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True Crime: Missouri: The State's Most Notorious Criminal Cases
True Crime: Missouri: The State's Most Notorious Criminal Cases
True Crime: Missouri: The State's Most Notorious Criminal Cases
Ebook163 pages3 hours

True Crime: Missouri: The State's Most Notorious Criminal Cases

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Includes Lee Shelton's murder of Billy Lyons, the kidnapping of millionaire Robert Greenlease's son, and many more.
Release dateAug 4, 2011
True Crime: Missouri: The State's Most Notorious Criminal Cases

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    True Crime - David J. Krajicek



    Some years back, a friend of mine found herself living in rural Missouri, after a lifetime spent in the adjacent states of Nebraska and Iowa. As she got to know her new neighbors, my friend began to recognize something distinctly different about people in the Show Me State: They have a scrappy streak of self-reliance when it comes to interpersonal conflict. She witnessed an argument that ended with one man declaring to another, I have a thousand acres out back, and no one would ever find you! Another Missourian offered her a piece of advice that she came to regard as a kind of state slogan: Shoot, shovel, and shut up.

    It’s not necessarily the sort of motto that the Missouri Division of Tourism might want to adopt. But the fact is that Missourians have always been rather proud of how they stand out from the rest of America. The official state manual describes the native character as stalwart, conservative, noncredulous. This skeptical, sovereign spirit was famously espoused a century ago by Willard Van Diver, a congressman from the Cape Girardeau area. While giving a speech back East, Van Diver explained, I come from a state that raises corn and cotton and cockleburs and Democrats, and frothy eloquence neither convinces nor satisfies me. I am from Missouri. You have got to show me.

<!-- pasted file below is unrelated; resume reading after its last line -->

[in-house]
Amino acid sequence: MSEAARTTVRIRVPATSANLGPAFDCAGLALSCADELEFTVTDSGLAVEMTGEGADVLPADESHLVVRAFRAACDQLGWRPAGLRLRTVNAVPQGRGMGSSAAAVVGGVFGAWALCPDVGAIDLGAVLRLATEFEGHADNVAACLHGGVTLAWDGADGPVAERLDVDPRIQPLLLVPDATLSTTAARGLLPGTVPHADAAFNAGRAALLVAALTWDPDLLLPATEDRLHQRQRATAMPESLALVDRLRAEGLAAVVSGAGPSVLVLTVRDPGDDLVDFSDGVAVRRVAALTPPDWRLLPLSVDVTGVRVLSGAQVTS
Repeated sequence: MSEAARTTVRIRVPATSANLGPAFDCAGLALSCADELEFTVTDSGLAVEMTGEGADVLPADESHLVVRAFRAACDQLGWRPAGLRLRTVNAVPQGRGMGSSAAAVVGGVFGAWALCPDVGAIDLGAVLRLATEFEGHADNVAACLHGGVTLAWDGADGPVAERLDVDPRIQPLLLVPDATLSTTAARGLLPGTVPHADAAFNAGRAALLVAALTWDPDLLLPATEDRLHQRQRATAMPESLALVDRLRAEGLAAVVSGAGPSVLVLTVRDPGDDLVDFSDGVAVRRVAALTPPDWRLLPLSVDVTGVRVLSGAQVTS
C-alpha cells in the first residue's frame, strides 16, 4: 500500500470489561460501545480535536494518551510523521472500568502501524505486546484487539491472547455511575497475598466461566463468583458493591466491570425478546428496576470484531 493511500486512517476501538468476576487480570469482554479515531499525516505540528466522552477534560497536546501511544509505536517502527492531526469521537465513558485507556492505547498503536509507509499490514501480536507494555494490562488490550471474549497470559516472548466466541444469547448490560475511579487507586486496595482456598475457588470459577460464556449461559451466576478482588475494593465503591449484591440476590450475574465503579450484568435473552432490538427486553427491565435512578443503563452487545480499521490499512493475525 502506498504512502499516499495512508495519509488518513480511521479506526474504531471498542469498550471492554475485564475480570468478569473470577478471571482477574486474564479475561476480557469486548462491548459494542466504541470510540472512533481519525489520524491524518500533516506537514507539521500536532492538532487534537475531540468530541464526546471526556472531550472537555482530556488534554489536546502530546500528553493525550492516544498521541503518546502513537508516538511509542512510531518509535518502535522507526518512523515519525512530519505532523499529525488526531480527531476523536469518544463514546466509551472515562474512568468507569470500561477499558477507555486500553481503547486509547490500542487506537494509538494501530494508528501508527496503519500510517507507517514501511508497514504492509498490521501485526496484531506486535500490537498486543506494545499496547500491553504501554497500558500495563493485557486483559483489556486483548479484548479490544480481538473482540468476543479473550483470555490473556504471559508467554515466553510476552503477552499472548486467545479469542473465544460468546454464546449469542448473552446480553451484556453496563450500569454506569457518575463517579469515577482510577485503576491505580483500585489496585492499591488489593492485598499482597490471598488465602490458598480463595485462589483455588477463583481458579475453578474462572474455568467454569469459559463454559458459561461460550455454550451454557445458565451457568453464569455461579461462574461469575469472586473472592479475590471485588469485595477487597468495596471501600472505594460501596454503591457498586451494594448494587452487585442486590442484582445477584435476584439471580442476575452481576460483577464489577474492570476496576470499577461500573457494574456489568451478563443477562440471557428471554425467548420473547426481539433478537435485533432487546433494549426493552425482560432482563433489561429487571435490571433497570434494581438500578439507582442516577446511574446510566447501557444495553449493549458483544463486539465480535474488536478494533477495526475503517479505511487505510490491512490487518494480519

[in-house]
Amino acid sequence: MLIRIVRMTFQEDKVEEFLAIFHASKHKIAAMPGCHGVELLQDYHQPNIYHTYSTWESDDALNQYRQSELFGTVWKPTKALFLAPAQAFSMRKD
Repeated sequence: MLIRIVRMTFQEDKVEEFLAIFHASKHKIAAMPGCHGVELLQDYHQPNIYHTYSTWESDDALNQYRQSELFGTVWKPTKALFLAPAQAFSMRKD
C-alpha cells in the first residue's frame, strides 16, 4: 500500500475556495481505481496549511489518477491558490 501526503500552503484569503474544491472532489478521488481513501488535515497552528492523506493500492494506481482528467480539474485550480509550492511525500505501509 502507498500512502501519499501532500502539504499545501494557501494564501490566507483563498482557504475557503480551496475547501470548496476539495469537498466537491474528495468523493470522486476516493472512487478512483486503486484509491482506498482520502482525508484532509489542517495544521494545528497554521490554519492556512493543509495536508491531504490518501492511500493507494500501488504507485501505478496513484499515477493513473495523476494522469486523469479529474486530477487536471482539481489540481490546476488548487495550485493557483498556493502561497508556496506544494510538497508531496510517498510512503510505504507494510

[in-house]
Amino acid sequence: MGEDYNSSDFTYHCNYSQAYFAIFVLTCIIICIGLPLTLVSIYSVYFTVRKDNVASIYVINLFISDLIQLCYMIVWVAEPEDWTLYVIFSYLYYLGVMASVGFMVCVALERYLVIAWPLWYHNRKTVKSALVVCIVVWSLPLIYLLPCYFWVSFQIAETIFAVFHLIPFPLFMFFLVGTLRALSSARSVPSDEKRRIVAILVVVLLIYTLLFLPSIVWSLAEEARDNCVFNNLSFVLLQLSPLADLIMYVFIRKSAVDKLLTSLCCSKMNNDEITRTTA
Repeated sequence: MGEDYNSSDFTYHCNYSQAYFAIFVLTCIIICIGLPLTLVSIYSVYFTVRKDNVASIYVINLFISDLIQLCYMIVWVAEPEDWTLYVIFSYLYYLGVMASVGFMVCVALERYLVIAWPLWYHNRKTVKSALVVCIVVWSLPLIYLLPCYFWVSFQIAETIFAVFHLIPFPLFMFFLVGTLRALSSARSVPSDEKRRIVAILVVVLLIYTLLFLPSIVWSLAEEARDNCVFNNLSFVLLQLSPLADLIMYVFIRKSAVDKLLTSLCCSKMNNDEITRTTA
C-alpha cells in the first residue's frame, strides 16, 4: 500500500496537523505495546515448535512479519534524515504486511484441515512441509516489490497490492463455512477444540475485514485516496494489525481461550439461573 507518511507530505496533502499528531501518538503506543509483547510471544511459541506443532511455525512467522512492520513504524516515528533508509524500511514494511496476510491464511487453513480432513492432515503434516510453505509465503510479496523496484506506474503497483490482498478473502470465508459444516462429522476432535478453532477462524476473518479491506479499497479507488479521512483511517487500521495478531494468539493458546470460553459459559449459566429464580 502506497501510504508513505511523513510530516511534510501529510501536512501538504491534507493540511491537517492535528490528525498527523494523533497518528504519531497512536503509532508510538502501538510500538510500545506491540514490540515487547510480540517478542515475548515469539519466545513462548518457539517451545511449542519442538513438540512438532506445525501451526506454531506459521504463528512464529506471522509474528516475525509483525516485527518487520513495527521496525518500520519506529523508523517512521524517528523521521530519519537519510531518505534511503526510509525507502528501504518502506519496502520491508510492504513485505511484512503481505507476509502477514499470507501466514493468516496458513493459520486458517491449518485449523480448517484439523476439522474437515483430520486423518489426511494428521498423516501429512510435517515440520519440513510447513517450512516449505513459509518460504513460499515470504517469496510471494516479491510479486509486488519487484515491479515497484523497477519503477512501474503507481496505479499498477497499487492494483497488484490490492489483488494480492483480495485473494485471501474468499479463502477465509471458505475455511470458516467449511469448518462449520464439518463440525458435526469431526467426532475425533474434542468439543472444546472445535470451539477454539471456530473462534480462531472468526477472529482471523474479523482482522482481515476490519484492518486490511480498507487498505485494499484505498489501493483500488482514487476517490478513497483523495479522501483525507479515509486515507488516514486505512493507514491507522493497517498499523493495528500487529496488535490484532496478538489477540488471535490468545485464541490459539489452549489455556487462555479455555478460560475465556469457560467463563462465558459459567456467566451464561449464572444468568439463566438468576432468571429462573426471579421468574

The state’s reputation for being contrary and willing to fight about it goes way back, to long before the quotable Van Diver. Anyone conversant in Missouri crime history will mention William Quantrill, whose pro-Confederate band of guerrilla raiders made the state a forbidding place for Union soldiers. The gang gained infamy during the Civil War for ruthless synchronized attacks on both their opponents and the civilians who supported that side. Quantrill’s Raiders served as a trade school for a number of Missourians who went on to storied careers as western outlaws, including Jesse and Frank James, sons of a Baptist minister, and Cole Younger—all three of them born and raised near Kansas City. (Each ended his life in Missouri, as well. Younger and Frank James managed to survive into their dotage. Jesse James did not. He was shot and killed at age thirty-four by his acolyte Robert Ford in a little frame house atop one of the highest hills in St. Joseph, Missouri.)

    Missouri bred more than its share of gunslingers and stickup-men in subsequent generations, including the golden age of gangsters, the 1930s. Ma Barker came from Springfield, and the limestone walls outside the doors of majestic Union Station in Kansas City still bear bullet pockmarks from one of the most infamous American gangland shootouts. On June 17, 1933, a group of mugs tried to spring (or silence) bank robber Frank Nash as he was being led by law enforcers out of the train station to a waiting car. An FBI agent, three police officers, and Nash were killed in the Kansas City Massacre.

    I asked Michael Steiner, a history professor at Northwest Missouri State University, whether it is possible that modern Missouri criminals have some primal link to William Quantrill, Jesse James, Ma Barker, and similar characters.

    The notion that Civil War–era border violence somehow stamped the region with a violent culture strikes me as improbable, he replied. By the time the war was in full swing, the level of conflict in this region was far less substantial than much of the rest of the country. The infamy of Jesse James tempts this explanation since he ran with border ruffians and became a famed ‘outlaw.’